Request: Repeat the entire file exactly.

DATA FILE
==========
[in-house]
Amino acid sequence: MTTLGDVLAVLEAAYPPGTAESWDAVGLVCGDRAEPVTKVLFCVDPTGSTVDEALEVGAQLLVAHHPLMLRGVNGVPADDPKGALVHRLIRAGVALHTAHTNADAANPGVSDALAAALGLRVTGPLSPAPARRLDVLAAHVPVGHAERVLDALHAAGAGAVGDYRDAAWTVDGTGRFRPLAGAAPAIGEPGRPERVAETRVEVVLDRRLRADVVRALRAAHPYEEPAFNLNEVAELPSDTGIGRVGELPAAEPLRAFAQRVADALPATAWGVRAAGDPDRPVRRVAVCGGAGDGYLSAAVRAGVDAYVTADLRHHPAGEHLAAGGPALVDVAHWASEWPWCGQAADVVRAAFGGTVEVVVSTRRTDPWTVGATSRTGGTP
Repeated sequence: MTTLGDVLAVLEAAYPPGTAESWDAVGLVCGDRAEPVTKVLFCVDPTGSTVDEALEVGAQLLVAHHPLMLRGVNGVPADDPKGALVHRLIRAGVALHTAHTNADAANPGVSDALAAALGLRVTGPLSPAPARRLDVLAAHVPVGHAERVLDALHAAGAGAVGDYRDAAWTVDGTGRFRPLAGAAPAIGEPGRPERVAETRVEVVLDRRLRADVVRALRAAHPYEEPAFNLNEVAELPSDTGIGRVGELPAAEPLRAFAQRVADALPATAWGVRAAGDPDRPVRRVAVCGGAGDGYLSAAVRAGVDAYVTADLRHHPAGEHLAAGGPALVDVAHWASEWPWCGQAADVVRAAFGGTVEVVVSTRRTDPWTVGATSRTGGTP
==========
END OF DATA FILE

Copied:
[in-house]
Amino acid sequence: MTTLGDVLAVLEAAYPPGTAESWDAVGLVCGDRAEPVTKVLFCVDPTGSTVDEALEVGAQLLVAHHPLMLRGVNGVPADDPKGALVHRLIRAGVALHTAHTNADAANPGVSDALAAALGLRVTGPLSPAPARRLDVLAAHVPVGHAERVLDALHAAGAGAVGDYRDAAWTVDGTGRFRPLAGAAPAIGEPGRPERVAETRVEVVLDRRLRADVVRALRAAHPYEEPAFNLNEVAELPSDTGIGRVGELPAAEPLRAFAQRVADALPATAWGVRAAGDPDRPVRRVAVCGGAGDGYLSAAVRAGVDAYVTADLRHHPAGEHLAAGGPALVDVAHWASEWPWCGQAADVVRAAFGGTVEVVVSTRRTDPWTVGATSRTGGTP
Repeated sequence: MTTLGDVLAVLEAAYPPGTAESWDAVGLVCGDRAEPVTKVLFCVDPTGSTVDEALEVGAQLLVAHHPLMLRGVNGVPADDPKGALVHRLIRAGVALHTAHTNADAANPGVSDALAAALGLRVTGPLSPAPARRLDVLAAHVPVGHAERVLDALHAAGAGAVGDYRDAAWTVDGTGRFRPLAGAAPAIGEPGRPERVAETRVEVVLDRRLRADVVRALRAAHPYEEPAFNLNEVAELPSDTGIGRVGELPAAEPLRAFAQRVADALPATAWGVRAAGDPDRPVRRVAVCGGAGDGYLSAAVRAGVDAYVTADLRHHPAGEHLAAGGPALVDVAHWASEWPWCGQAADVVRAAFGGTVEVVVSTRRTDPWTVGATSRTGGTP